Friday, November 16, 2012

Guest Review: The Perks of Being a Wallflower

Title: The Perks of Being a Wallflower
Author: Stephen Chbosky
Pages: 213
Release Date: Feburary 1, 1999

Goodreads Description:

Standing on the fringes of life... offers a unique perspective. But there comes a time to see what it looks like from the dance floor.

Since its publication, Stephen Chbosky's haunting novel about the dilemma of passivity vs. passion has received critical acclaim, provoked discussion and debate, and grown into a cult sensation with over one million copies in print.

It is the story of what it's like to grow up in high school. More intimate than a diary, Charlie's letters are singular and unique, hilarious and devastating. We may not know where he lives. We may not know to whom he is writing. All we know is the world he shares. Caught between trying to live his life and trying to run from it puts him on a strange course through uncharted territory. The world of first dates, family dramas, and new friends. The world of sex, drugs, and 
The Rocky Horror Picture Show, where all you need is that perfect song on that perfect drive to feel infinite.

Through Charlie, Chbosky has created a deeply affecting novel that will spirit you back to those wild and poignant roller coaster days known as growing up.

My Thoughts:

I’m a person that likes to read the book before seeing the movie version, but I felt fine with seeing the movie before fully finishing the book on this one. The reason being, the author of the book, Stephen Chbosky, was the screenplay writer and also the director of the film, so the direction of the film should have been very close to the direction of the book, only in imagery form. I have one warning to a reader though. This book contains deep subject matter and coarse language.

I’ll say that I liked the book for the most part. This book tells the story of a boy with the alias Charlie and his first year in high school. It is written in pen pal letter format to an anonymous receiver, which bothered me at first because it was hard to follow. Once I chose to ignore that, it was story about growing up in the 1990s and being misunderstood by most people in life until finding those true friends that just get it.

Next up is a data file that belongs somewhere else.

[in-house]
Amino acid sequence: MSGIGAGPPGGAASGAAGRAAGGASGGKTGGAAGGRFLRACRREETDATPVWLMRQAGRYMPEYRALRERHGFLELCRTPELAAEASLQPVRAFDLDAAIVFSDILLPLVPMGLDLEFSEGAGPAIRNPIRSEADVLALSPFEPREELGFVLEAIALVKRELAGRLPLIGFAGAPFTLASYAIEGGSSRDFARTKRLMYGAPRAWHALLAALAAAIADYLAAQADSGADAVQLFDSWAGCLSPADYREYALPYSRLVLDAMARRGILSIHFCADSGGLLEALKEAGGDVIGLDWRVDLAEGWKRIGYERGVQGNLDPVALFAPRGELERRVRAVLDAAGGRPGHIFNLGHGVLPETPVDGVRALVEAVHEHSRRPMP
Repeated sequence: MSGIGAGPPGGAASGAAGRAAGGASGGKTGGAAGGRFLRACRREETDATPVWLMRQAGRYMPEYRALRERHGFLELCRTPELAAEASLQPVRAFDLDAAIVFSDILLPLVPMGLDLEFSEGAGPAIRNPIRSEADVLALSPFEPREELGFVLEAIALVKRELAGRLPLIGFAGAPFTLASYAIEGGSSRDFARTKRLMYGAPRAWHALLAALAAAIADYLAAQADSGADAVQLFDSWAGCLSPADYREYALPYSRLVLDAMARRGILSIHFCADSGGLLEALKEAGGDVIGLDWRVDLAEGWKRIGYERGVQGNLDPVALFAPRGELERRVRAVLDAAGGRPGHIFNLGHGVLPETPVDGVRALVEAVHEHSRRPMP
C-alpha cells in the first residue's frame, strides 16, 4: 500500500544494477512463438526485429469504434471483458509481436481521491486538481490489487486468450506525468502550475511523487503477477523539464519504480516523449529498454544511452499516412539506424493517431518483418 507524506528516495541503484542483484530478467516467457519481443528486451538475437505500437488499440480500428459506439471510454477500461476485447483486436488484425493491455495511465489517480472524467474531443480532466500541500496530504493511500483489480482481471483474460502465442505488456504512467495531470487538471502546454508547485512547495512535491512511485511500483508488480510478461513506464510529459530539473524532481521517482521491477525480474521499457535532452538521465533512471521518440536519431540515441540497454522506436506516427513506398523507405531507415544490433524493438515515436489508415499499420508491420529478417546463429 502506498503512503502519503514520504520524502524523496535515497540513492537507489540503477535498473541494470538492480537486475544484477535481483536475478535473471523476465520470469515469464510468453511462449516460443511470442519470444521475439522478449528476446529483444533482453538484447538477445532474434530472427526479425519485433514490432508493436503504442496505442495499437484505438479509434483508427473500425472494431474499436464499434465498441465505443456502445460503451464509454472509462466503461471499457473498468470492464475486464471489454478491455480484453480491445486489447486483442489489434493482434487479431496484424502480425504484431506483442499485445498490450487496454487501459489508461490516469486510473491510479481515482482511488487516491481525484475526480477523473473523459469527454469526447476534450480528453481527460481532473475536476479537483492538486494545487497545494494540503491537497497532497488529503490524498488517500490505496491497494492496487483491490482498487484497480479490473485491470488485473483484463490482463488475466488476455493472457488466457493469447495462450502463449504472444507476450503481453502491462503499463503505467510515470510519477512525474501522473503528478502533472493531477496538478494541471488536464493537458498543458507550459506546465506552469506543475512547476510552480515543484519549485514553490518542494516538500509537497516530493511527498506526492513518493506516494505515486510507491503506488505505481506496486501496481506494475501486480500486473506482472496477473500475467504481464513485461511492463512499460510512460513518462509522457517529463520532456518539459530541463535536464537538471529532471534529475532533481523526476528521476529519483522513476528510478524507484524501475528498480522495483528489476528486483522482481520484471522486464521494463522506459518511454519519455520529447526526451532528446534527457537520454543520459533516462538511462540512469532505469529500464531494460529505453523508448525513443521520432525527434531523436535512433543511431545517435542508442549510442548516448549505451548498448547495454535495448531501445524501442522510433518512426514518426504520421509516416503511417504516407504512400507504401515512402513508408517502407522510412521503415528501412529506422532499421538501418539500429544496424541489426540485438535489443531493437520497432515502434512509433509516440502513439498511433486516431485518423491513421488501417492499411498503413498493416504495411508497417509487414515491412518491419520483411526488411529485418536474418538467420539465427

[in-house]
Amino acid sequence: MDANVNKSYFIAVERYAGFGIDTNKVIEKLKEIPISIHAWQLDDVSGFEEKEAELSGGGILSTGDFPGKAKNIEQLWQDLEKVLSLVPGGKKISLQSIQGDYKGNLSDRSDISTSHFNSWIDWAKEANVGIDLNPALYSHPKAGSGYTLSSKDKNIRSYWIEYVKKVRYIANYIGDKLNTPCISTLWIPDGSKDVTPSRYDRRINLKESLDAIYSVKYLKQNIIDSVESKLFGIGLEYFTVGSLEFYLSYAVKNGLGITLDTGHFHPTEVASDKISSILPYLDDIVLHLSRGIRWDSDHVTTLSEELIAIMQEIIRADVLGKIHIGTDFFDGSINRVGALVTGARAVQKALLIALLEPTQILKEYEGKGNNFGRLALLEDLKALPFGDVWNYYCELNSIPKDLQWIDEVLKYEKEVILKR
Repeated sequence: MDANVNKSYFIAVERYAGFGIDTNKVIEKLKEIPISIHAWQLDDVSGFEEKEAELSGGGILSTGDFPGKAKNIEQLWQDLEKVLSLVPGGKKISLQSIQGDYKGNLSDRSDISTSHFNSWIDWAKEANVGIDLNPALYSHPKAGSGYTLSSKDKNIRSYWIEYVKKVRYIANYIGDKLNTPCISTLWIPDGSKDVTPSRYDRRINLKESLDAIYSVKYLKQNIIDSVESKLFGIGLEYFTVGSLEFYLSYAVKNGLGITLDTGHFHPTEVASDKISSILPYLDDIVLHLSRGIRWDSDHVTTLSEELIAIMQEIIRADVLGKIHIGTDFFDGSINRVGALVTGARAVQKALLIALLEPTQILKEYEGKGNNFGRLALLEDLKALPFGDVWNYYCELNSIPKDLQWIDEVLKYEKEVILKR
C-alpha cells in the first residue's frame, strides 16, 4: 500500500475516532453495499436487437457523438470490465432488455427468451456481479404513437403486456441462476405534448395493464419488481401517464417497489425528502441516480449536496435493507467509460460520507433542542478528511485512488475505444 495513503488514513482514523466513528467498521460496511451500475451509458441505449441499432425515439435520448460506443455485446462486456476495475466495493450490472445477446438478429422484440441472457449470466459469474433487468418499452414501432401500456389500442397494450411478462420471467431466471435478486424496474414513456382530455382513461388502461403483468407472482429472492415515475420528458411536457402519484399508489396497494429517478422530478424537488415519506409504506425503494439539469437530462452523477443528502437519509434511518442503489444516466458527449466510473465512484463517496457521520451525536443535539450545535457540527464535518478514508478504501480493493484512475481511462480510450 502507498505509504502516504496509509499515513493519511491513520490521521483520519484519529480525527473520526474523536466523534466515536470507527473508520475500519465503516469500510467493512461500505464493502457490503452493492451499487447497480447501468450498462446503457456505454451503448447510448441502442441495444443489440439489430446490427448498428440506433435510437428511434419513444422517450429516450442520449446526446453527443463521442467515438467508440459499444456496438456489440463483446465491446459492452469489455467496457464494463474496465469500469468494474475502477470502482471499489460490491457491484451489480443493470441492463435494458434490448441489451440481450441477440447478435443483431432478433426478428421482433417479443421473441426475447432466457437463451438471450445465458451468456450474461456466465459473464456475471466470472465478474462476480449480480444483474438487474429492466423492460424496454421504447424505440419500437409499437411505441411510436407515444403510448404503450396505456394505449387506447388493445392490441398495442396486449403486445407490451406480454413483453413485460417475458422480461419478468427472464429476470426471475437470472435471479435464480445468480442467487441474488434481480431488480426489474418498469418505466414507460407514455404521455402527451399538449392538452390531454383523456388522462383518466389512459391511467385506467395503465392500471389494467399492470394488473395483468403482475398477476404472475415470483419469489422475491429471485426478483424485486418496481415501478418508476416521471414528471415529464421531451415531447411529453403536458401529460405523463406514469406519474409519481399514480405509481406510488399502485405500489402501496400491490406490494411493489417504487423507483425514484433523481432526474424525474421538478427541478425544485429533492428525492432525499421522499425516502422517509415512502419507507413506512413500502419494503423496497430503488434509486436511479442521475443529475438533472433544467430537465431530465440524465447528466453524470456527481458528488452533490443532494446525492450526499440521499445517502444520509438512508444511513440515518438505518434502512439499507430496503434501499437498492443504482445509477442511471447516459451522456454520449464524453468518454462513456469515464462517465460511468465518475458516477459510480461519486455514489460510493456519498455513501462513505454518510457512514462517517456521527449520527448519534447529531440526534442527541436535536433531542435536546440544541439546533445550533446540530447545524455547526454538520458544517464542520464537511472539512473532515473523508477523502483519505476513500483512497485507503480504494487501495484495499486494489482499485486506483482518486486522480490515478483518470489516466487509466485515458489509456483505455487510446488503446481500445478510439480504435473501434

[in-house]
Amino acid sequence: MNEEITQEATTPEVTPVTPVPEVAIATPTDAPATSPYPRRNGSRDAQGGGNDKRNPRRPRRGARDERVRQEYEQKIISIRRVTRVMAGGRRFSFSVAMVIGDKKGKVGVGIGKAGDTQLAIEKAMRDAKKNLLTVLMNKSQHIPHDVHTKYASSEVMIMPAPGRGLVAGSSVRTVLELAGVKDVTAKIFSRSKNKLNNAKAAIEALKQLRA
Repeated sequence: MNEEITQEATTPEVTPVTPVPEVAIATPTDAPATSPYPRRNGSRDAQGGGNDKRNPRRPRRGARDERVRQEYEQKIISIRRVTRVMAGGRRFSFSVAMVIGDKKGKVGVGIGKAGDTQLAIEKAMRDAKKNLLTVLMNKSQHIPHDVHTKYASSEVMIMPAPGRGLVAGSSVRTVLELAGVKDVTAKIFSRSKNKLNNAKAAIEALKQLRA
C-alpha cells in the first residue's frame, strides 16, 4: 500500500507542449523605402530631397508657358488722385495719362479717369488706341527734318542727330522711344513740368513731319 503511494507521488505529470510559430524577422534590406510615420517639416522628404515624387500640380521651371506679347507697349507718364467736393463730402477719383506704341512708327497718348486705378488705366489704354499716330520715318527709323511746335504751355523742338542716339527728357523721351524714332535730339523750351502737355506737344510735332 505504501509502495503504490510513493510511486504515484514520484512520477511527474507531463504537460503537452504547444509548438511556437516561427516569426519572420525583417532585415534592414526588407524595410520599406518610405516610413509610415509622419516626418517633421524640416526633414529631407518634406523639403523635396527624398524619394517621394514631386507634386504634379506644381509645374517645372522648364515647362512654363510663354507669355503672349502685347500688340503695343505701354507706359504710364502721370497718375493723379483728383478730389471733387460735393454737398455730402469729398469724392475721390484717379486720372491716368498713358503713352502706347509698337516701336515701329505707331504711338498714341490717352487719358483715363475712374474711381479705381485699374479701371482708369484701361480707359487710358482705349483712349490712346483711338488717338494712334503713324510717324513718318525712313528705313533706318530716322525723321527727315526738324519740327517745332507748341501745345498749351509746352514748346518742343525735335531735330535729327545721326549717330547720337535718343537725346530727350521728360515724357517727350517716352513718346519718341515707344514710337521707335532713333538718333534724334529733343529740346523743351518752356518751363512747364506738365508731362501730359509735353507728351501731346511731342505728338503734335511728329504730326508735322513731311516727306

As the book starts, Charlie is anxious about his first year of high school. Charlie doesn’t act like other teenage boys his age.  His social cues are a bit off and he doesn’t always do what is viewed as “correct” in situations. He’s starting his freshman year with no friends, an older sister who wants nothing to do with him, and being viewed as an outcast. He tries to blend into his surroundings and just survive high school hoping to find someone to call a friend. He finds that friendship in fellow “misfits”, Sam and Patrick.

Sam and Patrick, two, senior siblings, take Charlie under their wing and help him to find his place in the turbulent waters of high school. They give Charlie the stability in friendship that he desperately craves, while providing the will-they-or-won’t-they question of a relationship between Charlie and Sam. What starts out as a friendship that was developed to help Charlie ends up with Charlie helping Sam and Patrick along the way, and all three realizing they have more in common than they ever knew. As the book continues, my focus was less on the three’s friendship and more on what is going on with Charlie. Why does he have such high, highs and low, lows? What is the big connection with his aunt? What is really going on in him?

Chbosky’s book was a flashback to my teenage and early college years, in some ways. I had my own Sam and Patrick to help me through those years, but with far less tragedy. The book left me feeling sad, uncertain, and with the promise of hope for Charlie and his friends. I think that one of the best parts of this book is that the author gives you a soundtrack to read it by, written in the dialogue. And just like that soundtrack, the book ended the same as it began, leaving me with exactly the same emotions as when I finished the first chapter.


***Special thanks to my friend Whitney for offering to have a review posted on my blog. Hopefully, we haven't seen the last of her!


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